My name is Ann, I am 14 years old, and for as long as I can remember my country has been at war. I was born in October of 1997; we entered Afghanistan in October of 2001. I was a few weeks away from turning four, and my memories of that time are few and hazy. For all intents and purposes, I have lived my life in this fight. In fact, I cannot remember a time when there were not stories about increasing troop casualties, cannot imagine a political debate where “What to do in Iraq and Afghanistan” wasn’t at least mentioned.
Never before in history
At the same time, though, my childhood was, scarily, pretty disattached from the wars. While there have, of course, been many kids who’ve grown up during wars (my mother, for example, lost an older brother in Vietnam when she was just five), I believe that the experience of my generation is unique. Never before in history have we had this kind of a war: a long, drawn-out conflict where the casualties gradually accumulate and there are no battles, just guerilla warfare and drone strikes. Never before has America been in a war where, instead of pulling together and doing everything possible to support our troops, we lowered taxes on the rich and ignored the war in most of our political discussions. This time around, we do not have drives for old clothes, and there are no “decisive battles” or even a clear definition of “victory.”
Damage is done
To my generation, therefore, America’s wars have become a sort of fuzzy reality, taking up the kind of background space that is normally reserved for things like the European debt crisis and the Mexican drug cartels- something big, something important, but also complicated and a little hard to understand; something that is wildly controversial yet requires a real depth of understanding to have an informed opinion on. Since “having an informed opinion” means doing some research, most of my teenage peers don’t know that much, and since there is little coverage in the mainstream media (compare that to the Vietnam protests or rah-rah patriotism WWII videos; regardless of your opinion of those points of view, at least you knew that something was going on). We have little opportunity to learn more, and frankly, this terrifies me. Yes, we have pulled out from Iraq, and the end is in sight in Afghanistan, but the damage has already been done.
Imagine a world without war?
I have lain awake at night, sometimes, trying to conceive of what my world would be like without war in it. Honestly, I can’t picture it. I would imagine that it would be wonderful — that I would no longer have to wonder if every camoflauged officer I see in the airport will make it back home, that there will no longer be the heartrending pictures of mothers and fathers crying over caskets draped with American flags, that I will no longer feel that horrible pull at my heart when I see the children rush into a returning soldier’s arms and wonder how many other little girls and boys have had their childhoods blown up in one roadside bomb.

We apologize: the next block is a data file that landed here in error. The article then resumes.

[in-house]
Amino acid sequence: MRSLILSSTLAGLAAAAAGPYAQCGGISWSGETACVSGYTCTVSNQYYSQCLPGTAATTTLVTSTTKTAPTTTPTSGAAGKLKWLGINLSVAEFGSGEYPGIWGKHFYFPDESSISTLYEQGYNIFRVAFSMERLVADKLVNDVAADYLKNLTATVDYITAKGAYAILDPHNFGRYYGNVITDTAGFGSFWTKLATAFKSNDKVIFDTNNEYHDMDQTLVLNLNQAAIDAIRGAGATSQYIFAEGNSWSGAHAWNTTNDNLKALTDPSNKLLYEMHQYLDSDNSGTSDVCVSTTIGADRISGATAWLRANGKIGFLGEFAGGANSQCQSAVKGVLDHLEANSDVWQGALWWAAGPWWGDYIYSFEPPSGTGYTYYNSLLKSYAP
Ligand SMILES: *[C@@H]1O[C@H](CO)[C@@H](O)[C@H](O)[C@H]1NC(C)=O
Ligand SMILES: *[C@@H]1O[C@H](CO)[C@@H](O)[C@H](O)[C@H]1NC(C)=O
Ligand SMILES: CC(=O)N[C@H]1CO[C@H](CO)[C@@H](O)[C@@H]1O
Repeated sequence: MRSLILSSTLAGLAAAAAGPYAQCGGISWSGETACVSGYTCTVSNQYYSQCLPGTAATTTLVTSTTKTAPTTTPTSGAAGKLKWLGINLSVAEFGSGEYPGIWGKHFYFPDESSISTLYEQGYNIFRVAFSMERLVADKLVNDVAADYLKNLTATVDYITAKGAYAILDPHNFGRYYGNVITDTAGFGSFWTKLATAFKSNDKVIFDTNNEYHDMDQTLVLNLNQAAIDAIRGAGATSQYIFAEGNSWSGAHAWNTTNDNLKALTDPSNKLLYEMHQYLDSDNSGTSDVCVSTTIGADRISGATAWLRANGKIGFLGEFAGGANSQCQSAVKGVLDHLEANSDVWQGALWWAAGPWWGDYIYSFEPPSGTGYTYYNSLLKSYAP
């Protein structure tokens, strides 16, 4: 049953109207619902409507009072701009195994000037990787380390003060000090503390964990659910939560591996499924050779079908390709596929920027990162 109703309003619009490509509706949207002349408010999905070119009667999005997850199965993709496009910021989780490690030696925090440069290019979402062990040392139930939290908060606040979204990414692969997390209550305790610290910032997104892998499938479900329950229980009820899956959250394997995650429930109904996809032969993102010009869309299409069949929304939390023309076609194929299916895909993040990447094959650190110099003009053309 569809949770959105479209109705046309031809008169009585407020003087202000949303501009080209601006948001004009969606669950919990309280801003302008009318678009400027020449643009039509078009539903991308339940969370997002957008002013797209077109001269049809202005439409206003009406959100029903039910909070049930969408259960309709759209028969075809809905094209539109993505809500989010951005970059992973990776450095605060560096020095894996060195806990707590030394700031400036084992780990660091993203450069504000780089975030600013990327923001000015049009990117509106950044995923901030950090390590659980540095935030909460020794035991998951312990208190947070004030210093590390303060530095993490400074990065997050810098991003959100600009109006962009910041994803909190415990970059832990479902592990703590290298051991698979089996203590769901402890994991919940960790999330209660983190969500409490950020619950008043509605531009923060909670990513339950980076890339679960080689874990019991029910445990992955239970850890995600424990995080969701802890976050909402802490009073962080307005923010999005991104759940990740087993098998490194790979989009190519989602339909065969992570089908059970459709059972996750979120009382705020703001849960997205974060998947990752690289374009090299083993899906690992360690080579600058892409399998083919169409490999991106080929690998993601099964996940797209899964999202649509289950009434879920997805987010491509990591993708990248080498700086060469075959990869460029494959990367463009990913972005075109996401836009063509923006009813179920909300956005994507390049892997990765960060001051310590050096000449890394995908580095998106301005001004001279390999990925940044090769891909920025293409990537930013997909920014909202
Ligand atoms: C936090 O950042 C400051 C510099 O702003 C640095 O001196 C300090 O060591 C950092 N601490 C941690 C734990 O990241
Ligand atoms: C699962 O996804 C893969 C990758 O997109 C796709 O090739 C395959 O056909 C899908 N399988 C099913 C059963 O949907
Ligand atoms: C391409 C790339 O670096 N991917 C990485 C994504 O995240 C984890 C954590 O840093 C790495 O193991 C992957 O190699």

But while I can imagine, I can’t know what it would be like, because that is not how I’ve grown up. Instead, I have heard of video games like COD and Black Ops, where my classmates glory in their “kill streaks” and “juggernaut suits.” I have, for as far back as memory goes, commemorated 9/11 with my parents looking sad, and horrible YouTube videos of things that only happen in movies: planes crashing, people falling down like feathers from 90th-story windows, an entire city blanketed in ash. I know to wear slip-ons to the airport, because you have to take them off when you go through security (“Wait- you mean you didn’t always have to? But then what did you do? You mean you just went through the scanners with them on?”).
I know that we are maybe losing this thing called the War on Terror, except nobody really knows what it is. I also know about IEDs, and rocket-propelled grenades, and drone strikes. I know about the Taliban, and Bin Laden, and Al Quada — names that in any other context could be toy brands, car manufacturers, friends. I know too much, and yet not enough, because while I can tell you the names of all of our weapons, I’m not really sure how we got into this conflict in the first place. I can tell you about casualty numbers, and truck bombings, and what flower you wear on Veteran’s Day, but I can’t say how to get out without causing even more damage. And while I know that I don’t know, most of my peers don’t either.
What will we be like?
Mostly, though, I worry about how my generation will act when we grow up. Having seen the images of explosions and legless men and women, having watched the mushroom cloud of a truck bombing and learned all about grenades, will my peers know that this is not okay? Since nobody in politics seems to think this is important, since lowering taxes on the wealthy, denying women the right to control their own bodies, and forcing LGBT people back into second-class citizenship is more of a priority right now, will my generation think that war is no big deal? Since only 1% of our country is actually fighting, since most Americans don’t know any active servicemembers, will we simply write off their contributions and sacrifices? Will our experiences affect how we feel about Iran or Syria? One day, will it change our votes? I have no idea the answers to these questions, but they are what keep me up at night.
I am the next generation, and I am afraid for our future.
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